My memories of grandma are ones which I shall always cherish. My brother and I spent several weeks each summer with grandma, and she always had something interesting for us to do. Many times we went swimming at the Sol Duc Hot Springs, which our great grandfather, Percy, managed from 1905-1912. We loved to go there, although it took a while to adjust to the smell of rotten eggs that permeated the air, because they were a natural sulfur springs. Grandma would always put on her swimming suit and join us. She was a petite woman, and very beautiful.
The home grandma lived in was at 122 Lauredson Blvd., in Port Angeles. It sat on a hill overlooking the bay, where it commanded a view of Victoria, B.C. How Joe and I loved that house and the memories it contained! We went on the ferry, the Princess Marguerite, to Victoria for the day several times. While there, we would visit the Buschart Gardens, eat lunch at the Empress Hotel, or ride on the Tally-Ho, which was a horse-drawn buggy.
At other times we would go on picnics to Neah Bay or La Push with grandma and Aunt Goldya and Uncle Ed Fitzgerald. We would swim with grandma in the surf and hunt for sea shells on the beach. Once I found an eel, which I saved in salt water. I brought it to school for "show-and-tell", and when it was my turn to display my treasure I found that it had croaked!
Grandma's house sat on a large lot which had been landscaped with three fish ponds, filled with large goldfish year round. The pool by the back door would be emptied for our visit and cleaned out so that we could use it for our own private swimming pool. While I was young it seemed so large! The other two pools, beside the house, were connected with a waterfall, which had a cave behind the falls. We would watch the fish and hunt for water-skeeters in the ponds.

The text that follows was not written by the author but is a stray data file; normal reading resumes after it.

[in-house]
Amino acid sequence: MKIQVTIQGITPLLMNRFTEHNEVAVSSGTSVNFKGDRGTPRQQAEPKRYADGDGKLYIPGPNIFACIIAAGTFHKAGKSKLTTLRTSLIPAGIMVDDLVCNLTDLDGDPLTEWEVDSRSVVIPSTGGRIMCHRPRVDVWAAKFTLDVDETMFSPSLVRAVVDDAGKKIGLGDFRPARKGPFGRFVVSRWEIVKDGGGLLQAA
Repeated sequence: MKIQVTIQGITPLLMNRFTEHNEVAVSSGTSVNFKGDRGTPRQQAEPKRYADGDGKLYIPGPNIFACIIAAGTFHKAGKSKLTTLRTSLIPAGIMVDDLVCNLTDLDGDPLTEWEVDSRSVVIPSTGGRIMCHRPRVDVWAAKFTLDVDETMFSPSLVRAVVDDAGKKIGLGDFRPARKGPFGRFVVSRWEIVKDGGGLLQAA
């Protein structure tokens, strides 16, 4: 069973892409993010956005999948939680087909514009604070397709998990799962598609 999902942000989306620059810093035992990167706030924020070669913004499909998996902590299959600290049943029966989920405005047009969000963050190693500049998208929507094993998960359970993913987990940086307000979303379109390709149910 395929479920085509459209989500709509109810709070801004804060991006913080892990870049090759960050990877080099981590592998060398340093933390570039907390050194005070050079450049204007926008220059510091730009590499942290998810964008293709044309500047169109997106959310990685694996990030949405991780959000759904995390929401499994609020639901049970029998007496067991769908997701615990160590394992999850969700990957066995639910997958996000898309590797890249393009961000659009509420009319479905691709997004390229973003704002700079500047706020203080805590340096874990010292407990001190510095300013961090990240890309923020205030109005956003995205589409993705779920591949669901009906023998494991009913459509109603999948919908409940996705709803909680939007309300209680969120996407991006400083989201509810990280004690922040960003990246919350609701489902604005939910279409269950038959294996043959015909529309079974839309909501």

There were fruit trees and raspberries in the back yard. One summer, especially, stands out in my mind. During that summer my brother and I, along with a neighbor, Nicki, picked raspberries and made a pot of "Witch's Brew" which we cooked in a large cast iron pot which hung suspended over a barbecue fire-pit by the back fence. We carefully filled jars we found in grandma's whitewashed shed to preserve our work until our next visit. How surprised grandma was to find moldy, smelly jars in her shed that fall!
We spent many summers together, creating great adventures and playing never-ending games of monopoly.
The upstairs hallway of grandma's home was finished in knotty pine. Dad's and Uncle Dave's rooms were truly unique, made from 8 foot hand-split cedar shakes with built in dressers and beds. The linen room and Grandma's room were done in knotty cedar. We usually slept in our Grandma's room. However, occasionally we would stay in Uncle Dave's room, which had a fierce mountain lion's head suspended over the closet door. How frightened we were to sleep there! No matter how many times grandma showed us that there was no body lurking in the closet attached to the head, it always took on frightening proportions when the lights went out!
I have such rich memories of my childhood. How fortunate I have been to have had grandparents such as these!